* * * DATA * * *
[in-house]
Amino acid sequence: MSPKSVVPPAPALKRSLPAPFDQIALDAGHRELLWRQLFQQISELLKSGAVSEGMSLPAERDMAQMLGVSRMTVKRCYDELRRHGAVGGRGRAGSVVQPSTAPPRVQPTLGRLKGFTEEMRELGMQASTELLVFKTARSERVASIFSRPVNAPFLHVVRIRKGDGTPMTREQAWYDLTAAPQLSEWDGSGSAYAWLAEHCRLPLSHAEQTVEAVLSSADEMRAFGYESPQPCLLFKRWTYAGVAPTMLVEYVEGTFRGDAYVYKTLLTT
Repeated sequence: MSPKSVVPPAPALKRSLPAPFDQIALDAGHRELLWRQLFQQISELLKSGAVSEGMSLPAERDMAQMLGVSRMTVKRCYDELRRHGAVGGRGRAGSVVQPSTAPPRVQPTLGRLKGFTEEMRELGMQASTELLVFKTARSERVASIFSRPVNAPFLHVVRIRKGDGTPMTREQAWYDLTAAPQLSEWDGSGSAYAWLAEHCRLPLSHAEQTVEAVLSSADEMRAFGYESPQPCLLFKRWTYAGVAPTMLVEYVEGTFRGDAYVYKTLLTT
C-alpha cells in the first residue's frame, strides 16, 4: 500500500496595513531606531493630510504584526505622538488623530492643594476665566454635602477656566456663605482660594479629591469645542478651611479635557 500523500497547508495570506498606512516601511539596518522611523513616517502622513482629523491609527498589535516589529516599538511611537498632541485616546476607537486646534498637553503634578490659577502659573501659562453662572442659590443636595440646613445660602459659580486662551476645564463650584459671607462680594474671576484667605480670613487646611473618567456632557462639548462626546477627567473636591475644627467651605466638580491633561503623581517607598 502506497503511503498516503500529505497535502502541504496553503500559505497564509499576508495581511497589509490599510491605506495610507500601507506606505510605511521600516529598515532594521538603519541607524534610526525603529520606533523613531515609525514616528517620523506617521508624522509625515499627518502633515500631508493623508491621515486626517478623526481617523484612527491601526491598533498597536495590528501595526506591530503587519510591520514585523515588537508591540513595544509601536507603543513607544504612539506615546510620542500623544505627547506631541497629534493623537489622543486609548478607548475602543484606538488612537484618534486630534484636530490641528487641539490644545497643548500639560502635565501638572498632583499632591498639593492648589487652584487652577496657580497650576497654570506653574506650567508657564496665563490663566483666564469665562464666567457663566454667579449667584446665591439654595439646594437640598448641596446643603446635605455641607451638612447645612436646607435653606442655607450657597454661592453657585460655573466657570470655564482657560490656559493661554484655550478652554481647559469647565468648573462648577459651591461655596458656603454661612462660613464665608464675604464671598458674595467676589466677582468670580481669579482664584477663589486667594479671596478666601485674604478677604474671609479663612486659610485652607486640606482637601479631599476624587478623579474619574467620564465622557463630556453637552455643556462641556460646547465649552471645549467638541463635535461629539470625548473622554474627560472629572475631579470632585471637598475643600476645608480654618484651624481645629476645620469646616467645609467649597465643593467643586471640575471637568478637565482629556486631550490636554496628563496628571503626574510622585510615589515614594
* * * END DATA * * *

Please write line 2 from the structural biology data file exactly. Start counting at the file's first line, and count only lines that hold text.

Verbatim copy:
Amino acid sequence: MSPKSVVPPAPALKRSLPAPFDQIALDAGHRELLWRQLFQQISELLKSGAVSEGMSLPAERDMAQMLGVSRMTVKRCYDELRRHGAVGGRGRAGSVVQPSTAPPRVQPTLGRLKGFTEEMRELGMQASTELLVFKTARSERVASIFSRPVNAPFLHVVRIRKGDGTPMTREQAWYDLTAAPQLSEWDGSGSAYAWLAEHCRLPLSHAEQTVEAVLSSADEMRAFGYESPQPCLLFKRWTYAGVAPTMLVEYVEGTFRGDAYVYKTLLTT